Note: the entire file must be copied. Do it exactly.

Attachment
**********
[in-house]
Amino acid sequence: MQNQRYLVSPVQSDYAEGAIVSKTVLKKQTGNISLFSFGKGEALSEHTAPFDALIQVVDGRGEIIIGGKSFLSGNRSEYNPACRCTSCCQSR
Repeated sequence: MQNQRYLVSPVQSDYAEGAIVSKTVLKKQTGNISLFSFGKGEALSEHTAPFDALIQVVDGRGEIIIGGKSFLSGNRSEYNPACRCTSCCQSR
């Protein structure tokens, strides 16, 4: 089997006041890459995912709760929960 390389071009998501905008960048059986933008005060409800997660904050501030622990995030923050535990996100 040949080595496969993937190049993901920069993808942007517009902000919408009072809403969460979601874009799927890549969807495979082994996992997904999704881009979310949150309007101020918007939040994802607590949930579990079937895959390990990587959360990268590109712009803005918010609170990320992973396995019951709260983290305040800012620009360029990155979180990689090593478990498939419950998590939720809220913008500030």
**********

[in-house]
Amino acid sequence: MQNQRYLVSPVQSDYAEGAIVSKTVLKKQTGNISLFSFGKGEALSEHTAPFDALIQVVDGRGEIIIGGKSFLSGNRSEYNPACRCTSCCQSR
Repeated sequence: MQNQRYLVSPVQSDYAEGAIVSKTVLKKQTGNISLFSFGKGEALSEHTAPFDALIQVVDGRGEIIIGGKSFLSGNRSEYNPACRCTSCCQSR
């Protein structure tokens, strides 16, 4: 089997006041890459995912709760929960 390389071009998501905008960048059986933008005060409800997660904050501030622990995030923050535990996100 040949080595496969993937190049993901920069993808942007517009902000919408009072809403969460979601874009799927890549969807495979082994996992997904999704881009979310949150309007101020918007939040994802607590949930579990079937895959390990990587959360990268590109712009803005918010609170990320992973396995019951709260983290305040800012620009360029990155979180990689090593478990498939419950998590939720809220913008500030």